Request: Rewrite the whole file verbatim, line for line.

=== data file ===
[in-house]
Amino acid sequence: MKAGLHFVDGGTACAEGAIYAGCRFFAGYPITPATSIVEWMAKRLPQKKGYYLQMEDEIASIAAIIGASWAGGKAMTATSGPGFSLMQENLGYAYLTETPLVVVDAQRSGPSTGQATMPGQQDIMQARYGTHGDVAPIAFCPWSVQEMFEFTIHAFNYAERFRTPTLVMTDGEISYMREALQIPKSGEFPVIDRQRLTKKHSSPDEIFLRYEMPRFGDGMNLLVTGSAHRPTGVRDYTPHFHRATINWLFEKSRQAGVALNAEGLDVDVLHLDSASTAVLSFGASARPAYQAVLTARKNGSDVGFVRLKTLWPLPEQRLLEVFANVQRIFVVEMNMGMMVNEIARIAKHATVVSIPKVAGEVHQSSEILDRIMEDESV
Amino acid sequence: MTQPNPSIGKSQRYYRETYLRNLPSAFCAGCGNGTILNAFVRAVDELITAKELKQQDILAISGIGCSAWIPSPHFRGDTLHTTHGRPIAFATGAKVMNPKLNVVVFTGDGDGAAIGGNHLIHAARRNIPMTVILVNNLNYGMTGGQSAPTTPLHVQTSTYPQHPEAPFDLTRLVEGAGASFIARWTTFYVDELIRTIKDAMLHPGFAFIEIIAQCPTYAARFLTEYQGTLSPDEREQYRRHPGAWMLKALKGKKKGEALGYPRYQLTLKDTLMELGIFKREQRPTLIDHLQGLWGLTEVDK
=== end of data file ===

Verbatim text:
[in-house]
Amino acid sequence: MKAGLHFVDGGTACAEGAIYAGCRFFAGYPITPATSIVEWMAKRLPQKKGYYLQMEDEIASIAAIIGASWAGGKAMTATSGPGFSLMQENLGYAYLTETPLVVVDAQRSGPSTGQATMPGQQDIMQARYGTHGDVAPIAFCPWSVQEMFEFTIHAFNYAERFRTPTLVMTDGEISYMREALQIPKSGEFPVIDRQRLTKKHSSPDEIFLRYEMPRFGDGMNLLVTGSAHRPTGVRDYTPHFHRATINWLFEKSRQAGVALNAEGLDVDVLHLDSASTAVLSFGASARPAYQAVLTARKNGSDVGFVRLKTLWPLPEQRLLEVFANVQRIFVVEMNMGMMVNEIARIAKHATVVSIPKVAGEVHQSSEILDRIMEDESV
Amino acid sequence: MTQPNPSIGKSQRYYRETYLRNLPSAFCAGCGNGTILNAFVRAVDELITAKELKQQDILAISGIGCSAWIPSPHFRGDTLHTTHGRPIAFATGAKVMNPKLNVVVFTGDGDGAAIGGNHLIHAARRNIPMTVILVNNLNYGMTGGQSAPTTPLHVQTSTYPQHPEAPFDLTRLVEGAGASFIARWTTFYVDELIRTIKDAMLHPGFAFIEIIAQCPTYAARFLTEYQGTLSPDEREQYRRHPGAWMLKALKGKKKGEALGYPRYQLTLKDTLMELGIFKREQRPTLIDHLQGLWGLTEVDK